SEOUL (Reuters) - When Lee Gyu-il, 55, a veteran banker at South Korea’s largest lender lost his job early this year, he felt he had little choice but to set up his own business, joining the ranks of a legion of older workers feeling stuck in an economic rut.
For the past month, Lee has been selling hearing aid devices at a corner of an ear clinic in the western city of Incheon. He ended his 29-year career with Kookmin Bank when he was placed under a wage peak program that cuts wages of employees past a certain age every year until they retire.
“The whole country is just sending out long-serving workers in the name of creating jobs for the youth without making sufficient effort to create new jobs,” Lee said.
That program is among several that President Moon Jae-in’s government is using under a growth model whose signature policies include a hefty rise in minimum wages, creation of more public-sector jobs and a shorter working week.
Moon came into office in May 2017 promising to create jobs, raise wages and boost domestic demand. Instead his policies have led to rampant unemployment as thousands of small businesses were shuttered, slowed the economy to a crawl and forced the government to spend billions of dollars in handouts to the youth and jobless.
As growth falters in South Korea from a domestic spending slump and trade frictions, companies burdened with higher wage costs have cut jobs or given up hiring. The cap on work hours has also reduced workers’ salaries and posed another regulatory hurdle for employers.
Yet, even as thousands of workers take to the streets to strike against job conditions, the president has asked parliament for a massive expansion in next year’s budget that he says is needed to fight “grave economic conditions”.
Investors and Koreans worry the new budget will be more of the same ineffective fiscal policy, with proposals to pour money into creating jobs and welfare. And if the government’s aggressive spending fails to lift the economy out of the mire, more Koreans will find themselves relying on handouts to get by.
“Higher fiscal spending is OK, but when private sector vitality weakens, a grand shift in the government’s policy stance is needed,” said Lim Young-tae, head of economy analysis team at the Korea Enterprises Federation, an employers’ group.
“However justifiable, the current government’s economic policies are executed too hastily.”
Moon’s approval ratings have fallen to half the 84% peak when he took office, and respondents to polls have cited economic mismanagement as the top reason.
To be sure, the government has significantly expanded benefits for the poor and elderly, which have long lagged global standards despite the country’s rapid economic development.
South Korean presidents have single terms but wield a strong influence in the selection of their successors, meaning Moon has little incentive to change his left-wing stance. Last year, he replaced a finance minister who didn’t wholly agree with his pro-labor policies.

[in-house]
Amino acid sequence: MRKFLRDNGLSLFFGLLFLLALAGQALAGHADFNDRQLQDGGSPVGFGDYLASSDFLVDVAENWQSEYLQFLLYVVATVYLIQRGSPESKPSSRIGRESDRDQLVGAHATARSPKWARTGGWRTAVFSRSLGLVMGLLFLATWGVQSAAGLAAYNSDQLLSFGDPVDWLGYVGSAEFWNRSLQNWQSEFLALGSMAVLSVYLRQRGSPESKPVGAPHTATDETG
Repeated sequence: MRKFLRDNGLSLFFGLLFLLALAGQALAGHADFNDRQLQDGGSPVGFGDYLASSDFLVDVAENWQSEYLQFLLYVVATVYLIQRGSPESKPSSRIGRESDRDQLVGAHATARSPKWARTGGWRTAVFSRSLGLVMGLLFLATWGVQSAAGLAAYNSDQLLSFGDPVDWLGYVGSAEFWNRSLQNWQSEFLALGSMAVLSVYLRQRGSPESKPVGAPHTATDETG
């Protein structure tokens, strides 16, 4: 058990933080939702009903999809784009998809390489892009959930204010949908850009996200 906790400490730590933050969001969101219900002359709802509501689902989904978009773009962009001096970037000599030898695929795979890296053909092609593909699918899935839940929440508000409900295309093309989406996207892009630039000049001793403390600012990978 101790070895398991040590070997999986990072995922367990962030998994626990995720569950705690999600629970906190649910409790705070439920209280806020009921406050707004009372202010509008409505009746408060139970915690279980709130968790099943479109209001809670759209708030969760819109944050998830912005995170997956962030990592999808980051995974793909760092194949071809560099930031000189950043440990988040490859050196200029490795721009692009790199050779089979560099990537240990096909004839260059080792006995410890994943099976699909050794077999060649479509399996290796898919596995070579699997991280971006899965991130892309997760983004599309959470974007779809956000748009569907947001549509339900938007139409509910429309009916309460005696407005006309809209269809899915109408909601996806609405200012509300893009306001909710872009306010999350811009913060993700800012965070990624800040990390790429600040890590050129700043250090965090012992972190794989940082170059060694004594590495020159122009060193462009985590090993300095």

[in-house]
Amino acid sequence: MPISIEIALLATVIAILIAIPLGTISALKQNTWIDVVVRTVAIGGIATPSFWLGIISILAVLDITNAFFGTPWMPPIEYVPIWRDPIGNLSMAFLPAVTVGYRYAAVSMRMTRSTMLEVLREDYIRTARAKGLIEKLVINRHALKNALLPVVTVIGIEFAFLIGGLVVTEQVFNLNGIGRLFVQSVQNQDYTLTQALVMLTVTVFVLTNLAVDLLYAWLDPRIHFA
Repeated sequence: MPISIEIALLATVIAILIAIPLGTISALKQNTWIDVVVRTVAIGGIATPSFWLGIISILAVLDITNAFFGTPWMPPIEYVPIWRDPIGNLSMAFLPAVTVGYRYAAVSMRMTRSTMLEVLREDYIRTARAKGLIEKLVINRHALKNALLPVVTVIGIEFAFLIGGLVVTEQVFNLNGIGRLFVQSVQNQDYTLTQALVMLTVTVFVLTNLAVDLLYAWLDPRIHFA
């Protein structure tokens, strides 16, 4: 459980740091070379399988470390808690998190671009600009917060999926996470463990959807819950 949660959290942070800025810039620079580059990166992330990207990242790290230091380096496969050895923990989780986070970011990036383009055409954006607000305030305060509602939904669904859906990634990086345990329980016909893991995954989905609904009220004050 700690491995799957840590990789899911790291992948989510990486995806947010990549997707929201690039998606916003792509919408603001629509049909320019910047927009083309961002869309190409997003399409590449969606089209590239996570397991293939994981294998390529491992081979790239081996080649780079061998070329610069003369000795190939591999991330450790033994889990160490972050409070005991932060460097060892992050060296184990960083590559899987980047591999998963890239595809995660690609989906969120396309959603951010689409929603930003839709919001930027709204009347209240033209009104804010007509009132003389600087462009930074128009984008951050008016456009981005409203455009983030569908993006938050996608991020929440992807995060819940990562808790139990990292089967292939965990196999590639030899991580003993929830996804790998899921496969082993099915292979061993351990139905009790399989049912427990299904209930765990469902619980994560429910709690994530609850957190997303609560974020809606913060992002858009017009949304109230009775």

(GRAPHIC: South Korea's stressed job market - here)
The legislature has until early December to approve the 2020 budget bill, in which the government wants to boost spending by 9.3% from what was already record fiscal expenditure last year.
While the government gloats over a 60.9% employment rate among those aged 15 and older, the economy is projected to grow just around 2% this year, its weakest in a decade. Jobs are forecast to rise a meager 0.7%.
Choi Jong-yeal, 53, who runs a convenience store in the southern city of Daegu, says he now has to work very long hours and barely makes the minimum wage.
“It’s getting worse and worse for convenience stores as the whole economy is weak, more people are opening new shops after losing jobs, and wages and rents are rising fast since the Moon administration came in.”
The number of small businesses employing one or more workers dropped by 94,000 or 5.7% in the nine months to September, data shows, the highest pace since the 1997/98 Asia financial crisis, as Koreans laid off workers or shut their businesses.
A fourth of the total 9.7 trillion won in extra budgets introduced last year and this year was spent on expanding welfare and jobless support. Public infrastructure spending of the sort that created jobs in the past amounted to just 7% of the total.
“Every good intention doesn’t work for the good,” said Yoon Ji-ho, head of research at eBest Investment & Securities.
The government’s assumption that a rise in incomes will boost spending and business profits has been turned on its head, he said, because of the unforeseen impact of a forceful jump in wages.
“The result was increased layoffs and decreased spending, which in turn led to narrower corporate profits and investment.”
South Korea's stock market .KS11 has been an underperformer, despite the stellar earnings and growth at a handful of companies such as Samsung Electronics (005930.KS). It has trailed the MSCI index for Asia-Pacific excluding Japan .MIAPJ0000PUS by some 14% over the past 2-1/2 years.
Foreign investors no longer have faith in Moon’s promise to fix transparency and governance problems at the chaebol conglomerates.
Frank Benzimra, head of Asia equity strategy at Societe Generale in Hong Kong, says he doesn’t really expect valuations to increase and hence mostly buys or sells based on the trend in earnings.
“There were some expectations that the government would change this, but it’s going to take some time,” he said.
Additional reporting by Sangmi Cha in Seoul and Tom Westbrook in Singapore; Writing by Vidya Ranganathan; Editing by Jacqueline Wong